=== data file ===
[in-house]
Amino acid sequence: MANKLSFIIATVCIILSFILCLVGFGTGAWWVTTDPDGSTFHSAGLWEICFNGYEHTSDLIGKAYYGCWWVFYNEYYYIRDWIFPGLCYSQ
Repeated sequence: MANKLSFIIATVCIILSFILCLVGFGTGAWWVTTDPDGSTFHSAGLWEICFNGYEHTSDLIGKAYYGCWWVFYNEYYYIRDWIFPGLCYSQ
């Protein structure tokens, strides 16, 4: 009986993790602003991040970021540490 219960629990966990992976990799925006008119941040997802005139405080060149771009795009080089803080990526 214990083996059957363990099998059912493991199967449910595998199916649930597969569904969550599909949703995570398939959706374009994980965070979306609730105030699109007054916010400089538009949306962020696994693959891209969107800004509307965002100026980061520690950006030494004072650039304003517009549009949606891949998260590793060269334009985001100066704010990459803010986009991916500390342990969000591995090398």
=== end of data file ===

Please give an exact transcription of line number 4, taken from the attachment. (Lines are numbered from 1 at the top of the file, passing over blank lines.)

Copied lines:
């Protein structure tokens, strides 16, 4: 009986993790602003991040970021540490 219960629990966990992976990799925006008119941040997802005139405080060149771009795009080089803080990526 214990083996059957363990099998059912493991199967449910595998199916649930597969569904969550599909949703995570398939959706374009994980965070979306609730105030699109007054916010400089538009949306962020696994693959891209969107800004509307965002100026980061520690950006030494004072650039304003517009549009949606891949998260590793060269334009985001100066704010990459803010986009991916500390342990969000591995090398």